For the first time, the Fairfax County Planning Commission has approved a plan by a county agency to buy an apartment building to save it from condominium conversion.

At a meeting last week, the commission authorized the county Housing Authority to buy the Greenwood Apartments at Seven Corners and convert it to a cooperative, if requested federal officials indicated they expect the funds to be released within the next few months.

The Housing Authority hopes to purchase the building for $3.6 million, and has asked the federal government for the entire amount.

Under the Housing Authority plan, the current tenants -- primarily low- and middle-income families -- will be allowed to remain at the new coop, and eventually purchase their apartments.

The move is regarded by many officials as unique in state where few regulations exist to restrict condominium conversions. County officials, said they were faced with a crisis -- the possible of conversion of the complex and eviction of present tenants -- and had no recourse but to act.

"This was a crisis situation and we realized the Housing Authority had to take some action," said Deidre Coyne, a spokeswoman for the Housing Authority. "If the condominium conversion had proceeded as planned, most of the tenants would not have been able to buy their units, and therefore, forced out into a very tight housing market."

The planned conversion of the 153-unite complex first came to the Housing Authority's attention last spring when tenant representatives approached the authority for help. The agency decided to intercede and apply for public housing funds when it appeared no other solution could be found. Fairfax Supervisor Thomas M. Davis III (R-Mason), who worked on the acquisition proposal, said the housing agency had two choices: Buy the building or let it go condo.

"Virginia is a different political animal from states like Maryland that have strict condominium conversion rules," Davis said. "It is much more conservative. When a guy wants to convert there is nothing we can do to stop him. This time, through the concerted efforts of a lot of people we were able to pull it off and will probably get federal money that would otherwise have gone to some place like Akron, Ohio."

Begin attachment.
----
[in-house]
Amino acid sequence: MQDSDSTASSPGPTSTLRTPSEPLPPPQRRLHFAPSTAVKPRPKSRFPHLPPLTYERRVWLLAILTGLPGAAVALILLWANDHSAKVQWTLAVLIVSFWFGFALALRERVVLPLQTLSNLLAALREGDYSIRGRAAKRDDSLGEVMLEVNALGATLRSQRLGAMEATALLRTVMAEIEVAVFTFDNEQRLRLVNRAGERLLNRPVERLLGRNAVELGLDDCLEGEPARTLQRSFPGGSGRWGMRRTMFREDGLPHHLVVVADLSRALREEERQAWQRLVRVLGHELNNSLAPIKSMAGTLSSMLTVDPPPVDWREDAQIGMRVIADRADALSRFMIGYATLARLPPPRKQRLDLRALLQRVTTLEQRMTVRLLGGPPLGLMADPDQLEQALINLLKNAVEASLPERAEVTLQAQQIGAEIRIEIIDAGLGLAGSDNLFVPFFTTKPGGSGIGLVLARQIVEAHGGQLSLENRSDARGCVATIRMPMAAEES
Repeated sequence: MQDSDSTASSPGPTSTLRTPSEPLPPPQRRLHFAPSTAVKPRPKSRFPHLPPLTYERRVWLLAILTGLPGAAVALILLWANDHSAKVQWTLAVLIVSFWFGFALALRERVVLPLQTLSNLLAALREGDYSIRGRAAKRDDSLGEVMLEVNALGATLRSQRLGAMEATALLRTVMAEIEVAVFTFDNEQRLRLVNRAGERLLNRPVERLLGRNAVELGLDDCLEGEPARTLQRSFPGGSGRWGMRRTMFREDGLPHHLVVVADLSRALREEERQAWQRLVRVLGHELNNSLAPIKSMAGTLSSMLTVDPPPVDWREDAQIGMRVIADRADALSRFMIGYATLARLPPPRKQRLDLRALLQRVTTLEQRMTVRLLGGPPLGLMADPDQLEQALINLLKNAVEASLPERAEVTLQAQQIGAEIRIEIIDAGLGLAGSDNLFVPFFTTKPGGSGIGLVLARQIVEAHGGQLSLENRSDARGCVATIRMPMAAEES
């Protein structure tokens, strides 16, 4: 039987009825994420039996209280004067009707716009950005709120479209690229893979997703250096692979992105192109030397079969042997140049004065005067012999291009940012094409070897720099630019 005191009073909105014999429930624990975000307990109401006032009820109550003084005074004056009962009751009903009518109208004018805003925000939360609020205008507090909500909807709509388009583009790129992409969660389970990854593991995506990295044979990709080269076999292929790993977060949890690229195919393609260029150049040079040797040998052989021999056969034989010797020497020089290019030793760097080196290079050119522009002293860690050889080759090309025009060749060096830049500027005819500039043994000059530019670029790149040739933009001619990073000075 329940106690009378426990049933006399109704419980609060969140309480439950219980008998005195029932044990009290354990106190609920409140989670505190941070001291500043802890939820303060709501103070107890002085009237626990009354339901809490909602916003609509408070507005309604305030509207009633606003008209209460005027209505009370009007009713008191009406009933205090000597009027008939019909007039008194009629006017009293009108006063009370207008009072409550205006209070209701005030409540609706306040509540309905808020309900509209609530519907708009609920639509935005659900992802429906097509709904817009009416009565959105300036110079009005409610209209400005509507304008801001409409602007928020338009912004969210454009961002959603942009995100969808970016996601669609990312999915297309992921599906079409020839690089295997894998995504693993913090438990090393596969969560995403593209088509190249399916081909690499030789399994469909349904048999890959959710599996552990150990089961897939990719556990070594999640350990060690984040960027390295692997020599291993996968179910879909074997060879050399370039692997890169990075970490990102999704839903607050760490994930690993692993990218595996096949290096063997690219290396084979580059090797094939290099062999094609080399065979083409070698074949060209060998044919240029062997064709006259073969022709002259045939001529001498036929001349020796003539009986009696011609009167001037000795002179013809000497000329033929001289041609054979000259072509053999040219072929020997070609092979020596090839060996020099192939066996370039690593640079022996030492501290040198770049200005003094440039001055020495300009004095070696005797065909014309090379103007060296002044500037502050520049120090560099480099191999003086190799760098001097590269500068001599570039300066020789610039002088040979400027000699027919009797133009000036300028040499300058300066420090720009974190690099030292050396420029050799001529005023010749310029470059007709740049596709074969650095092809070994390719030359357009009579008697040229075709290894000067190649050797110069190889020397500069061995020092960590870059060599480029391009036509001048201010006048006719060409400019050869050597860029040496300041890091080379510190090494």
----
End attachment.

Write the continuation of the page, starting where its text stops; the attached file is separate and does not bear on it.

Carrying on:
No state or local funds will be involved in the purchase, according to Coyne. However, federal funds are expected to be available to buy the building and, after the purchase tenants will be eligible for a federal subsidy program which will help them with monthly payments.

Housing officials said plans to convert the fbuilding to co-op using federal funds is unusual.

"There are few instances in the country where federal public housing funds are used to form a co-op," said Coyne. "Usually, subsidized housing involves straight rentals."

Under the plan, residents will "lease" their co-op units, making a payment every month. The payments will go toward the building mortgage. Once the mortgage is paid off, resident s will own the building, according to housing officials. Unlike a condo, residents will not own their individual units, but will own shares in the co-op association. Residents will not be required to make down payments.

The monthly payments will vary according to the salary of the tenants, but under federal subsidized housing guidelines, payments can be no more than one-fourth of a teenant's monthly income. In the Washington area, Coyne said, a family of four cannot make more than $19,450 to qualify for the subsidized program.

Coyne added that she expects monthly payments to be less than present rents, which range from $280 for a one-bedroom unit to $325 for a two-bedroom unit.

Some of the current tenants may exceed income limits, but Coyne said housing officials are trying to work out an agreement with the federal government to allow most, if not all, current tenants to remain.

Coyne said the Housing Authority opted for cooperative ownership rather than a subsidized rental complex for a variety of reasons.

"The residents will have a degree of control that they would not have under a rental situation," Coyne said. "Living in a co-op will give the people an opportunity to exert control of their living environments.

Plans for the complex include a $10,000 renovation of each apartment.

Although tenants and county officials greeted the purchase approval with relief, most said it represents only a minor and momentary suspension of the county's housing crunch for low- and moderate-in-come citizens.

This is just a drop in the bucket when compared to need," said Coyne. "If the Fairfax County government and housing authority wants to save more lower-priced housing units from condominium conversion, then it will require resources -- monetary and legislative -- that we presently do not have."